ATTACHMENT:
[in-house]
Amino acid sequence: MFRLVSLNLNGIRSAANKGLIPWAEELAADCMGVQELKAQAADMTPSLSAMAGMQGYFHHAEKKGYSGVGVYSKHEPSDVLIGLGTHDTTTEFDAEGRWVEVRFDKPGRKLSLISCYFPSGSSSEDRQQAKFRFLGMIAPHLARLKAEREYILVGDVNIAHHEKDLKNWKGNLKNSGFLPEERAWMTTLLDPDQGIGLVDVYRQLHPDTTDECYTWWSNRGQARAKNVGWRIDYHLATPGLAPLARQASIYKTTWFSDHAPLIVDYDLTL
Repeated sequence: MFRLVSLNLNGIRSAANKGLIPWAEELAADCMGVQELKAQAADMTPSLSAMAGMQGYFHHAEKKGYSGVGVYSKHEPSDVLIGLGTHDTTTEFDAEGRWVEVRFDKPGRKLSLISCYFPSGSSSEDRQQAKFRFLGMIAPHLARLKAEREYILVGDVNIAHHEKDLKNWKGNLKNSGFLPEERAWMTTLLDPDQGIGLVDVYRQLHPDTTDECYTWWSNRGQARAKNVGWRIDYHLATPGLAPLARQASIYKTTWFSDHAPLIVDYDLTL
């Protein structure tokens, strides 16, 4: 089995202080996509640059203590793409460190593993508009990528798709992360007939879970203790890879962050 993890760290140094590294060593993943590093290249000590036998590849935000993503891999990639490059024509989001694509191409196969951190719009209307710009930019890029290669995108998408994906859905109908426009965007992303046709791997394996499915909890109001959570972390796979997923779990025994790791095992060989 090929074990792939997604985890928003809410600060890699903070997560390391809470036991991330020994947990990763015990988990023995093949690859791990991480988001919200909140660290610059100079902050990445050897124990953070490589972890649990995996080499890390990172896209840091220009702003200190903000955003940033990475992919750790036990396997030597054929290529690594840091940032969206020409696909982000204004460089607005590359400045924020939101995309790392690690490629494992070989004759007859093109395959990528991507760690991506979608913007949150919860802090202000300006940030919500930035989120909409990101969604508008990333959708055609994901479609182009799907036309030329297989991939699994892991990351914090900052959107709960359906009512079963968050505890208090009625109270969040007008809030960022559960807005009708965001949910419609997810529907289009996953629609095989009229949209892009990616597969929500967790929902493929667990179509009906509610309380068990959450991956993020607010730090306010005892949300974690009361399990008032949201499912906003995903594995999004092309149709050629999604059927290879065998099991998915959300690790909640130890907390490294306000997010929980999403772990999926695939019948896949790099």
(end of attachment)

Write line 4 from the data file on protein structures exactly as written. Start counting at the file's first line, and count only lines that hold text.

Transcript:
């Protein structure tokens, strides 16, 4: 089995202080996509640059203590793409460190593993508009990528798709992360007939879970203790890879962050 993890760290140094590294060593993943590093290249000590036998590849935000993503891999990639490059024509989001694509191409196969951190719009209307710009930019890029290669995108998408994906859905109908426009965007992303046709791997394996499915909890109001959570972390796979997923779990025994790791095992060989 090929074990792939997604985890928003809410600060890699903070997560390391809470036991991330020994947990990763015990988990023995093949690859791990991480988001919200909140660290610059100079902050990445050897124990953070490589972890649990995996080499890390990172896209840091220009702003200190903000955003940033990475992919750790036990396997030597054929290529690594840091940032969206020409696909982000204004460089607005590359400045924020939101995309790392690690490629494992070989004759007859093109395959990528991507760690991506979608913007949150919860802090202000300006940030919500930035989120909409990101969604508008990333959708055609994901479609182009799907036309030329297989991939699994892991990351914090900052959107709960359906009512079963968050505890208090009625109270969040007008809030960022559960807005009708965001949910419609997810529907289009996953629609095989009229949209892009990616597969929500967790929902493929667990179509009906509610309380068990959450991956993020607010730090306010005892949300974690009361399990008032949201499912906003995903594995999004092309149709050629999604059927290879065998099991998915959300690790909640130890907390490294306000997010929980999403772990999926695939019948896949790099």